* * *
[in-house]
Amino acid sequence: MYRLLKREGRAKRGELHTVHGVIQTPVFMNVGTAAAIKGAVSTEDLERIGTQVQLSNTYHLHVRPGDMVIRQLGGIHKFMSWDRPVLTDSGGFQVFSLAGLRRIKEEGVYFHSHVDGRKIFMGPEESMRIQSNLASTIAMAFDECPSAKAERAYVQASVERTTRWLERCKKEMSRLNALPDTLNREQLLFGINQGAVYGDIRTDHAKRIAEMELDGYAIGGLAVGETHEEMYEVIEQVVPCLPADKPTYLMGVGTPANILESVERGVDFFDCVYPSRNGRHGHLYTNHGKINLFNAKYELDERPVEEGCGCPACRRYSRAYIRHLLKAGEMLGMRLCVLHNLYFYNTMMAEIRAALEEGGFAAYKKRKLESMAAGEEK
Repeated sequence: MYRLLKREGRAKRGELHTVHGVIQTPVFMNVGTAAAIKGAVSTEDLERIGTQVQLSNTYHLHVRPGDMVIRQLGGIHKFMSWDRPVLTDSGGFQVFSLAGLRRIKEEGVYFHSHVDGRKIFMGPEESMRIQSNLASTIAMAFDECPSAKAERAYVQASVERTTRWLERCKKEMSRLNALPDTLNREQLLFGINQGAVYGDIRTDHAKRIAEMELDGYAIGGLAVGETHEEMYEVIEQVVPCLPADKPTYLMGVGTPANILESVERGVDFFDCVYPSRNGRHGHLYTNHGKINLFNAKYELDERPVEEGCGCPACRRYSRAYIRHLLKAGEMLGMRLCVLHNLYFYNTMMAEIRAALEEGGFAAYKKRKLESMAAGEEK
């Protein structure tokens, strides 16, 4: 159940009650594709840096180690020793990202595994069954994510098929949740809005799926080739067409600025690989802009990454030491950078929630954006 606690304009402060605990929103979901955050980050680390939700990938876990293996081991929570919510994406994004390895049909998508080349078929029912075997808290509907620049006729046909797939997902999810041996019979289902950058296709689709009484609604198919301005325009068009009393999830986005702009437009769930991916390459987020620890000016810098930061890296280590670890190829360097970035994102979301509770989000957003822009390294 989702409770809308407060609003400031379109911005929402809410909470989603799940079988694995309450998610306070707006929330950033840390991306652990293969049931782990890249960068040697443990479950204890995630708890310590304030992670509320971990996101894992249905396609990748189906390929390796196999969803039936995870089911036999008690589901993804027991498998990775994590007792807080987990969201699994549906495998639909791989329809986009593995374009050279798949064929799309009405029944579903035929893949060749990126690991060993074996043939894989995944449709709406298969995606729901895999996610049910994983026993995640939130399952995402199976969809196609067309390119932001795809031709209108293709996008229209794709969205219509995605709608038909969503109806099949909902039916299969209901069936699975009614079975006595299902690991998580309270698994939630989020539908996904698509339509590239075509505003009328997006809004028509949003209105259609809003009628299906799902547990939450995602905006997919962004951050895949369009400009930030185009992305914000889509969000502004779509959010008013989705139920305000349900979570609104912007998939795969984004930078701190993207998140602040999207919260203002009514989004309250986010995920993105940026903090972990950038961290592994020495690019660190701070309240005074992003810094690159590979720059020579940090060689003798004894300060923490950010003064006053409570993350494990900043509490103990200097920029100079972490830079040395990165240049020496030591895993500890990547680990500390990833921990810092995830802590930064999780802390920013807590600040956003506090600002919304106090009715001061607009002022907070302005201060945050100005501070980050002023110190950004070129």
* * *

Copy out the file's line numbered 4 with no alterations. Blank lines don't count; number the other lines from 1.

């Protein structure tokens, strides 16, 4: 159940009650594709840096180690020793990202595994069954994510098929949740809005799926080739067409600025690989802009990454030491950078929630954006 606690304009402060605990929103979901955050980050680390939700990938876990293996081991929570919510994406994004390895049909998508080349078929029912075997808290509907620049006729046909797939997902999810041996019979289902950058296709689709009484609604198919301005325009068009009393999830986005702009437009769930991916390459987020620890000016810098930061890296280590670890190829360097970035994102979301509770989000957003822009390294 989702409770809308407060609003400031379109911005929402809410909470989603799940079988694995309450998610306070707006929330950033840390991306652990293969049931782990890249960068040697443990479950204890995630708890310590304030992670509320971990996101894992249905396609990748189906390929390796196999969803039936995870089911036999008690589901993804027991498998990775994590007792807080987990969201699994549906495998639909791989329809986009593995374009050279798949064929799309009405029944579903035929893949060749990126690991060993074996043939894989995944449709709406298969995606729901895999996610049910994983026993995640939130399952995402199976969809196609067309390119932001795809031709209108293709996008229209794709969205219509995605709608038909969503109806099949909902039916299969209901069936699975009614079975006595299902690991998580309270698994939630989020539908996904698509339509590239075509505003009328997006809004028509949003209105259609809003009628299906799902547990939450995602905006997919962004951050895949369009400009930030185009992305914000889509969000502004779509959010008013989705139920305000349900979570609104912007998939795969984004930078701190993207998140602040999207919260203002009514989004309250986010995920993105940026903090972990950038961290592994020495690019660190701070309240005074992003810094690159590979720059020579940090060689003798004894300060923490950010003064006053409570993350494990900043509490103990200097920029100079972490830079040395990165240049020496030591895993500890990547680990500390990833921990810092995830802590930064999780802390920013807590600040956003506090600002919304106090009715001061607009002022907070302005201060945050100005501070980050002023110190950004070129």